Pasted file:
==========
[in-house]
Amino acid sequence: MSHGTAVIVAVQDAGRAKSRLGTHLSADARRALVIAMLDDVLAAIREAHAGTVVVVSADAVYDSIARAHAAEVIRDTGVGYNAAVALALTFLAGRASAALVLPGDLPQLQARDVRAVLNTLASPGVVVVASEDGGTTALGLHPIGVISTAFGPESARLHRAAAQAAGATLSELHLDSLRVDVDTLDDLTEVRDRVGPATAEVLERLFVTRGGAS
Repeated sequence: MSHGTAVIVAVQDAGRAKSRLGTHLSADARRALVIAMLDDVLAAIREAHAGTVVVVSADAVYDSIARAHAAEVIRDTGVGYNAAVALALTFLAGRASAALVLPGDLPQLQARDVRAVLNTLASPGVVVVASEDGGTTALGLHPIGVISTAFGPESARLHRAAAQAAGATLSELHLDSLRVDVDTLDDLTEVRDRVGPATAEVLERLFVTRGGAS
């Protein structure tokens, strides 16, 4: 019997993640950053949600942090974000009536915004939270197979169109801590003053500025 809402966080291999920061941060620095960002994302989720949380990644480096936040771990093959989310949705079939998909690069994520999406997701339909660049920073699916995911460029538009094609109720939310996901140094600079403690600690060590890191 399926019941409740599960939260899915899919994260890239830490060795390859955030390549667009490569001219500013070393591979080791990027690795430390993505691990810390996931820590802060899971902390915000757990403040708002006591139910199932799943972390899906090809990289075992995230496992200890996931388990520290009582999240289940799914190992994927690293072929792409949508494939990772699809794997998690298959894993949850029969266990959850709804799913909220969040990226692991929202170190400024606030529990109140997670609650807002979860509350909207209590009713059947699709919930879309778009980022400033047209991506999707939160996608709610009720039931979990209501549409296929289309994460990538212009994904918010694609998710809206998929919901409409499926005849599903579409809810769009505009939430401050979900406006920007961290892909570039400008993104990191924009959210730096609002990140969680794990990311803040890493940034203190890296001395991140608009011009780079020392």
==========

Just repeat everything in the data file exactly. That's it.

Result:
[in-house]
Amino acid sequence: MSHGTAVIVAVQDAGRAKSRLGTHLSADARRALVIAMLDDVLAAIREAHAGTVVVVSADAVYDSIARAHAAEVIRDTGVGYNAAVALALTFLAGRASAALVLPGDLPQLQARDVRAVLNTLASPGVVVVASEDGGTTALGLHPIGVISTAFGPESARLHRAAAQAAGATLSELHLDSLRVDVDTLDDLTEVRDRVGPATAEVLERLFVTRGGAS
Repeated sequence: MSHGTAVIVAVQDAGRAKSRLGTHLSADARRALVIAMLDDVLAAIREAHAGTVVVVSADAVYDSIARAHAAEVIRDTGVGYNAAVALALTFLAGRASAALVLPGDLPQLQARDVRAVLNTLASPGVVVVASEDGGTTALGLHPIGVISTAFGPESARLHRAAAQAAGATLSELHLDSLRVDVDTLDDLTEVRDRVGPATAEVLERLFVTRGGAS
């Protein structure tokens, strides 16, 4: 019997993640950053949600942090974000009536915004939270197979169109801590003053500025 809402966080291999920061941060620095960002994302989720949380990644480096936040771990093959989310949705079939998909690069994520999406997701339909660049920073699916995911460029538009094609109720939310996901140094600079403690600690060590890191 399926019941409740599960939260899915899919994260890239830490060795390859955030390549667009490569001219500013070393591979080791990027690795430390993505691990810390996931820590802060899971902390915000757990403040708002006591139910199932799943972390899906090809990289075992995230496992200890996931388990520290009582999240289940799914190992994927690293072929792409949508494939990772699809794997998690298959894993949850029969266990959850709804799913909220969040990226692991929202170190400024606030529990109140997670609650807002979860509350909207209590009713059947699709919930879309778009980022400033047209991506999707939160996608709610009720039931979990209501549409296929289309994460990538212009994904918010694609998710809206998929919901409409499926005849599903579409809810769009505009939430401050979900406006920007961290892909570039400008993104990191924009959210730096609002990140969680794990990311803040890493940034203190890296001395991140608009011009780079020392």